Oren writes, “I got a full-time job offer as employee (and not on as a contractor). My current client might need some help on the weekends in the next month, so I might still do contract work. Can I keep my corporation (corp S) while working full time?”
Starting your own business might sound like an amazing thing to do, but it often comes with a lot of consequences and struggles, which I’m definitely not been immune to.
Michael M. writes, ”...added to having to create a company, perform customer support, continue to grow the features, marketing, and the loads of other things I haven’t thought of yet…is there any hope that one person can pull this off while still working at my current job ( with hopes of going it alone when I’m sure it can fly ), and giving time to my family, with very little up front costs. I’ve been reading quite a bit about bootstrapping lately, but to really make the time has been very difficult.”
There were several thoughtful responses where well-known members of the Ruby on Rails community, such as Joe O’Brien Ben Curtis shared through personal experiences.
Joe O’Brien wrote, “I wanted to mainly chime in on the family part. Something that has taken a year for me to figure out how to balance. I would not have been able to do any of it, had it not been for my wife’s full support. I have three kids, all of whom I love spending time with, so figuring out a way to balance it all has been very tricky. Up front though, my wife and I knew this would not be your typical job. It helped that I used to travel and now do not, but it has still been an adjustment.”
If you’ve been running your own Rails business, please consider responding to this thread and sharing your experience.
Join the Community
As mentioned, this is just a small sample of some of the great discussions taking place on the Rails Business mailing list. If you’re an aspiring Rails freelancer or business owner, be sure to join the community and share your experiences and learn from other members of the community that are willing to share theirs.
As always, have fun!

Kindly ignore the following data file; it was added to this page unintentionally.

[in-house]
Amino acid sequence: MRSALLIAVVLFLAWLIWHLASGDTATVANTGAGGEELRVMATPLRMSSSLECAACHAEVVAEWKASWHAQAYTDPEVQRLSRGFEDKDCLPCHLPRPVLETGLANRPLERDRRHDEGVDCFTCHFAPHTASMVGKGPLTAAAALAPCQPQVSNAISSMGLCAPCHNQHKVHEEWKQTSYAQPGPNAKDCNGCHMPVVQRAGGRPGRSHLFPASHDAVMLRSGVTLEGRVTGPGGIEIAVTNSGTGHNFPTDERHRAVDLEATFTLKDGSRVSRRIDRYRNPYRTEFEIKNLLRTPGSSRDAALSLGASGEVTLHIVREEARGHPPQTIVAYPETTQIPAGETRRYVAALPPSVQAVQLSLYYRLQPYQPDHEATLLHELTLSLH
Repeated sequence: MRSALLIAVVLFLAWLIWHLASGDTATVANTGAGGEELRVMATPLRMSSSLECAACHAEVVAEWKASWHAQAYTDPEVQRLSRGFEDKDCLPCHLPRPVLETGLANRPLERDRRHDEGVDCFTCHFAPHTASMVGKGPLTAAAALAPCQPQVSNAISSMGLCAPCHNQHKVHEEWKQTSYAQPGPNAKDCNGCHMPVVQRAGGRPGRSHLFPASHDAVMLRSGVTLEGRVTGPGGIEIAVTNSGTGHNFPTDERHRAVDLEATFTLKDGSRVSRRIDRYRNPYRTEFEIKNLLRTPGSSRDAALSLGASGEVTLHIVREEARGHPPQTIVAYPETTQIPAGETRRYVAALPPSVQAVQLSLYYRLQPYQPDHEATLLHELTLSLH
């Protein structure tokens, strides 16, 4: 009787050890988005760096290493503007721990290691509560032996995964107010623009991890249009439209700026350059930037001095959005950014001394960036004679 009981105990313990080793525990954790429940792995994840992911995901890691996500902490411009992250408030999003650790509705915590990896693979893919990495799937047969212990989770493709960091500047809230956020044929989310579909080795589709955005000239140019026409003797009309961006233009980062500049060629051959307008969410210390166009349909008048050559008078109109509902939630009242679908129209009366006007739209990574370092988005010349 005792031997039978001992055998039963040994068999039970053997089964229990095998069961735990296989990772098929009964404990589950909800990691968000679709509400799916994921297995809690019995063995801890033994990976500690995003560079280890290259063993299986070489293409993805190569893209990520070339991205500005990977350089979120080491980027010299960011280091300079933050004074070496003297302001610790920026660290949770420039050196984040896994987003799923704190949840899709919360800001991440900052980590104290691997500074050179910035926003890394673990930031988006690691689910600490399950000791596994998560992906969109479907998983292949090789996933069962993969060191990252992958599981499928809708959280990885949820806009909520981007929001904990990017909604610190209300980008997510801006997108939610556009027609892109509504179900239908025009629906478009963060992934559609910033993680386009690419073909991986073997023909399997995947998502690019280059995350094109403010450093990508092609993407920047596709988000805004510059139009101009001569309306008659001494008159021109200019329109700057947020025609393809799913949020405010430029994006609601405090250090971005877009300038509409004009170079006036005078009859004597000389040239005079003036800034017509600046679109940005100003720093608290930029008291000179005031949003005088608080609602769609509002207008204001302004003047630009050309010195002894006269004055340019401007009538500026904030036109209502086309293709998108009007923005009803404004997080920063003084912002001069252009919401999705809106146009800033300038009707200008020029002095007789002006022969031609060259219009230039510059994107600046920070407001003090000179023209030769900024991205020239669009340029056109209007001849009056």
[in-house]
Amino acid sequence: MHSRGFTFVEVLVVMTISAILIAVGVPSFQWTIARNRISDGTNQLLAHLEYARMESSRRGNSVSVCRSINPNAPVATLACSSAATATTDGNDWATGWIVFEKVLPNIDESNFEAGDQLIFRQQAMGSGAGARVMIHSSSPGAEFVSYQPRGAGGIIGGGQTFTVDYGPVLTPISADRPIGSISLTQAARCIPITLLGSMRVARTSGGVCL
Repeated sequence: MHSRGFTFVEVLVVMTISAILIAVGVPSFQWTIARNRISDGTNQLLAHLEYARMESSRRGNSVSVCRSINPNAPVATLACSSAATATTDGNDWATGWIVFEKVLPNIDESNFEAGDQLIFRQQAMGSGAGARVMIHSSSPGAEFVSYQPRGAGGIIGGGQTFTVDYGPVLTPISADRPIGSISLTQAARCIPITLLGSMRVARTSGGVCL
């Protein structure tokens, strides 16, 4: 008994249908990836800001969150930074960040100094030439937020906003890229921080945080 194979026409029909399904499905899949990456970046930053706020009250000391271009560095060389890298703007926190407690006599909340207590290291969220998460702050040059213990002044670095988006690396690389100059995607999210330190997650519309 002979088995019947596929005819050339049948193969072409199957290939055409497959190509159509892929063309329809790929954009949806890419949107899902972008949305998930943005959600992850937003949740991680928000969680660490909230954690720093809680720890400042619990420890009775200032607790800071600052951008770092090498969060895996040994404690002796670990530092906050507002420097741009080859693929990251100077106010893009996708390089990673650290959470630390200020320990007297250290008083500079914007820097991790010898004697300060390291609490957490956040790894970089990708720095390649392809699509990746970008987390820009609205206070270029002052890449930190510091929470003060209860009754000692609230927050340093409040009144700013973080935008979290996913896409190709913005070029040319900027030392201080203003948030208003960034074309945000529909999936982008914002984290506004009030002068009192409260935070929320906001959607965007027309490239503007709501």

It’s been about six weeks since the last Rails Business “Weekly” Review on here, so perhaps it’s worth changing the name to cut me some slack on not being consistent. ;-)
Since the last post, we’ve gone from around 400 members to 555 as of this morning. We’ve had 562 messages as well, so there hasn’t been a shortage of discussions taking place. I’d like to take a few moments to highlight some of the discussions that have taken place and encourage you all to consider participating, if you’re not already.
Licensing and Client Agreements
Tim Case writes,
“My client sent me this agreement drawn up from their lawyer that included the following:
(c) the Contractor shall not bundle with or incorporate into any Work Product any third-party products, ideas, processes, software, codes, data, techniques, names, images, or other items or properties without the express, written prior approval of the Company;”
Tim then goes on to ask how his applies to using Ruby on Rails, which as a MIT license and how other consultancies are handling these types of situations. Follow the discussion…
Gustin writes, “Does anyone have any escrow experience, legal and cost? I am dealing with a client that got burned bad and we are reducing their fear with escrow on the first two iterations.”
Project Planning tools
Mike Pence writes, “So, I used to use MS Project for the composition of those dreaded Gantt charts, but it has been a few years since I had to be so formal. Anything new and exciting – and more robust than Basecamp – happening in the world of project planning software?”
Not long after, Jim Mulholland started a new thread on the same topic and brought up the open source application, redMine. Follow this discussion…
Ruby on Rails versus .NET
Michael Breen asked a big question on the list, which has sparked an going discussion about the benefits of using Rails versus .NET (and other platforms).
“A couple of months ago I decided to stop actively pursuing .NET gigs to focus on Rails. Several of my existing .NET clients have learned of this through the grapevine and have contacted me to discuss.”
Three things Tim’s learned from Freelancing Rails
Tim Case shared his experience of freelancing with Ruby on Rails and highlights three things that he’s learned.
- The non-code business aspect of Freelancing is demanding.
- It takes 10 hours to bill 6 to 8.
- Figuring out your rate is hard.
Client issue tracking and documentation
Jeff Judge writes, “Hello all! I was curious to here how people are handling client issue tracking and documentation.”